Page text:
Make Your Own Railgun From Basic Magnets and Some Wood
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Have you got some time on your hands? Like to shot metal balls at stuff?
Then why not build yourself your own mini-magnetic railgun? While it won't be anywhere near as powerful as some real railguns, it will certainly keep you entertained for a few hours (more likely days).
Follow this simple guide to find out how.
But first, as you might imagine, you'll need some stuff first.
Materials and gear needed
- Neodymium magnets discs — 1 and 3/16 inches (30 mm) by 9/32 inches (7 mm), or 19/32 inch (15 mm), or 25/32 inches (20 mm)
- Neodymium magnet spheres — 1 and 1.32 inches (26 mm) and 1 and 37/64 inches (40 mm)
- Non-magnetic "bullets" (e.g. lead balls or spheres)
- Grooved non-magnetic strip (wood or plastic)
- Metal strips
- Sheets of metal
Optional (for target)
With all your tools and materials in hand, it is now time to get on with this epic, but awesome, build.
Step 1: Setup up the base of the railgun
The first step is to take your metal strips and magnets. Place the magnets along the length of the metal strips so that they match the corners of each metal square sheet.
With that done, attach the metal sheets on top of the magnets.
For this build, you'll need three squared metal sheets, so you'll be attaching twelve of your smallest magnets (six on each metal strip or rail). With that complete, take your strip of wood and place it in the middle of the row of metal sheets.
Take some more magnets and place them at equal distances on either side of the strip of wood to hold it into place on the metal sheet base.
Step 2: Add the main rail
With the base basically done, we can now move on to making the actual railgun element of the piece. Let's install the all-important rail first.
Take your grooved piece of wood (either make one yourself or use a commercially available alternative) and glue it into place on top of the main wood strip on the base.
With that done, take your smallest magnetic sphere and place it in the center of the rail. When you release the ball it should be pulled along the rail by the magnets already in place and come to rest (eventually) somewhere towards either the middle or to one end of the rail.
While fun to watch, this isn't conducive to making the most of our railgun.
To overcome this issue, you can experiment with using ever larger and more massive spheres. Eventually, you should be able to find one that only stops towards the far end of the rail more often than not.
Next, take your next largest neodymium magnets (or make double-height smaller magnets) towards the "business" end of the railgun. Place two of these on either side of the end of the rail.
With these more powerful magnets, the ball magnet should now stop above, and between, these larger magnets.
At this point, the railgun will function to a basic level — but won't be too powerful. To test it, take a non-magnetic projectile (like a large marble) and rest above the larger end magnets.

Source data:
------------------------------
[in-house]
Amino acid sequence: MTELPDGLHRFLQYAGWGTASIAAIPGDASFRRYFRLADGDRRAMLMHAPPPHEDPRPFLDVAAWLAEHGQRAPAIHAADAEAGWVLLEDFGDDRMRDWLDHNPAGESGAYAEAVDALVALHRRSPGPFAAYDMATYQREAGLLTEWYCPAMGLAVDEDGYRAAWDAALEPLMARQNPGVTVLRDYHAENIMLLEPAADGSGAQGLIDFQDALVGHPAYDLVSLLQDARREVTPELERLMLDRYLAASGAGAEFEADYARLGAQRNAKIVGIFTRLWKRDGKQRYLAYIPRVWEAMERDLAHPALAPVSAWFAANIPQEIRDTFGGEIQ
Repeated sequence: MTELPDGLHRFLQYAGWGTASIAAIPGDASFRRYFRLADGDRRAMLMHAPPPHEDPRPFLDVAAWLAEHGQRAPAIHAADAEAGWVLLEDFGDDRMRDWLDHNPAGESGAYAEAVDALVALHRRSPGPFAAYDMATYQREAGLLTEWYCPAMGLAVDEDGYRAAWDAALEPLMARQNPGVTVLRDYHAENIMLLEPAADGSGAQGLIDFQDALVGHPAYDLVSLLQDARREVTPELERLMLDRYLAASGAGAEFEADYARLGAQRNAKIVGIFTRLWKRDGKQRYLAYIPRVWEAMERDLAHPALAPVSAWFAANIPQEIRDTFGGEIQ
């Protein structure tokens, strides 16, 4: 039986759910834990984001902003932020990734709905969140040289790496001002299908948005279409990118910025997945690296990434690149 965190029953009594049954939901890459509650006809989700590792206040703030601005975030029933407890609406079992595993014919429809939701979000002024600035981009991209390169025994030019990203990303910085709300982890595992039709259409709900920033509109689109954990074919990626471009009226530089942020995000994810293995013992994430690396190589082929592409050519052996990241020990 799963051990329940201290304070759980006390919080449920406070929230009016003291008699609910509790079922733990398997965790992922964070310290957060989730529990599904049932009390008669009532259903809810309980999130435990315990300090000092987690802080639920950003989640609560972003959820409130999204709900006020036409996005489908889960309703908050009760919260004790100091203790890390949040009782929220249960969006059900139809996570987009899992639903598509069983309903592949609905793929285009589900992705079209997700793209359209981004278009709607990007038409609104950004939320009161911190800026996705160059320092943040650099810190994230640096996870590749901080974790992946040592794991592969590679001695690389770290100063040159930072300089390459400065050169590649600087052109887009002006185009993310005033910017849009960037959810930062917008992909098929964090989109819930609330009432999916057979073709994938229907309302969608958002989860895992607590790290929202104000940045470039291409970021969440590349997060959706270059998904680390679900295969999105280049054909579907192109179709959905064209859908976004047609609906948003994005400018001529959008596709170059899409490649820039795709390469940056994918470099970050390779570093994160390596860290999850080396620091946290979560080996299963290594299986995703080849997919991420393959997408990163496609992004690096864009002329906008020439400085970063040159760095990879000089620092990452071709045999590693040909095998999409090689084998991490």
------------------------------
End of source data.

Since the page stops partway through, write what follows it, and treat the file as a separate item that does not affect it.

Now, when you release the larger ball magnet, it will run down the rail, strike the non-magnetic ball, and launch it off the other end of the rail.
Before you test this, however, make sure you add some form of target or something to catch the projectile, opposite the railgun's open end.
Step 3: Up the power of your railgun
All well and good. But, this railgun is not powerful enough for our liking. To increase its power, take some even larger magnets and place them on either side of the end of the rail (as we did previously). You can either use some taller magnets or triple-up your existing smaller magnets.
With that complete, place the projectile once again above the newer, more powerful magnets. Now, when we release the magnet ball it should strike and launch the projectile with even more power.
Once again, make sure the projectile end of the railgun is free of any potential fragile objects and you have some form of the target to impact/catch the non-magnetic projectile.
The target can be made of anything, but something that can absorb energy and deform is best. You may want to consider making a target, for example, out of small ball magnets.
Alternatively use something like polystyrene (and weigh it down).
Step 3: Have some fun
With that, our DIY railgun is now basically complete. Now you can start to experiment with ever heavier projectile balls of different materials, and different targets.
The current setup, for example, should be powerful enough to launch 0.22 lb (100 g) balls of lead with enough power to do some serious damage to a relatively soft target.
You can either stop here or continue upping the power of your railgun by adding increasingly more powerful magnets to the end of the railgun.
We'll leave that completely up to you.
If you enjoyed this magnet-based project, we are confident you'll enjoy some other ones. How about making some models out of magnets?
How about, for example, a scale model of the Empire State Building?
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